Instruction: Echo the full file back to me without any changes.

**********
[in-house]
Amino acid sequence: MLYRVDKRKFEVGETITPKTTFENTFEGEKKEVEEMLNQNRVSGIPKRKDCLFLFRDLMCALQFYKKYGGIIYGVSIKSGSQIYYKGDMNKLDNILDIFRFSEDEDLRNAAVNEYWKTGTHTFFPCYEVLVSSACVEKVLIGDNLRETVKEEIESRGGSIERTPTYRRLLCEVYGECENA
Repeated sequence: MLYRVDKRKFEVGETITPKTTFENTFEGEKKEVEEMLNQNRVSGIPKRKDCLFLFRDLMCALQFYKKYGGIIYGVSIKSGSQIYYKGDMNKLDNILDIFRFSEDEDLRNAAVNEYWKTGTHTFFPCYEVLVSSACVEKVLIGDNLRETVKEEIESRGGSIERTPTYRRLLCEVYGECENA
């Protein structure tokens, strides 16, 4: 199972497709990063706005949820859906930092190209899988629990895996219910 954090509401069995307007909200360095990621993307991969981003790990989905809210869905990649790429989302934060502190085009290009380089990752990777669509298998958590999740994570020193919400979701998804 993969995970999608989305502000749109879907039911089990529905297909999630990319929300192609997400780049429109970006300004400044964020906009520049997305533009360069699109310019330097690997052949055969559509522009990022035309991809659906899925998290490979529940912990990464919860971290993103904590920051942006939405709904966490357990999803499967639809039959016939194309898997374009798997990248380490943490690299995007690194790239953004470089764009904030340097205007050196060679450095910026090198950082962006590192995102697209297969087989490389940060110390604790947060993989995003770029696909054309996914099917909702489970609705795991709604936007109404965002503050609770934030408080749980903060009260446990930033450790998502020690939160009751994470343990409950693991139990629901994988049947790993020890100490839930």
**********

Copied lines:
[in-house]
Amino acid sequence: MLYRVDKRKFEVGETITPKTTFENTFEGEKKEVEEMLNQNRVSGIPKRKDCLFLFRDLMCALQFYKKYGGIIYGVSIKSGSQIYYKGDMNKLDNILDIFRFSEDEDLRNAAVNEYWKTGTHTFFPCYEVLVSSACVEKVLIGDNLRETVKEEIESRGGSIERTPTYRRLLCEVYGECENA
Repeated sequence: MLYRVDKRKFEVGETITPKTTFENTFEGEKKEVEEMLNQNRVSGIPKRKDCLFLFRDLMCALQFYKKYGGIIYGVSIKSGSQIYYKGDMNKLDNILDIFRFSEDEDLRNAAVNEYWKTGTHTFFPCYEVLVSSACVEKVLIGDNLRETVKEEIESRGGSIERTPTYRRLLCEVYGECENA
């Protein structure tokens, strides 16, 4: 199972497709990063706005949820859906930092190209899988629990895996219910 954090509401069995307007909200360095990621993307991969981003790990989905809210869905990649790429989302934060502190085009290009380089990752990777669509298998958590999740994570020193919400979701998804 993969995970999608989305502000749109879907039911089990529905297909999630990319929300192609997400780049429109970006300004400044964020906009520049997305533009360069699109310019330097690997052949055969559509522009990022035309991809659906899925998290490979529940912990990464919860971290993103904590920051942006939405709904966490357990999803499967639809039959016939194309898997374009798997990248380490943490690299995007690194790239953004470089764009904030340097205007050196060679450095910026090198950082962006590192995102697209297969087989490389940060110390604790947060993989995003770029696909054309996914099917909702489970609705795991709604936007109404965002503050609770934030408080749980903060009260446990930033450790998502020690939160009751994470343990409950693991139990629901994988049947790993020890100490839930």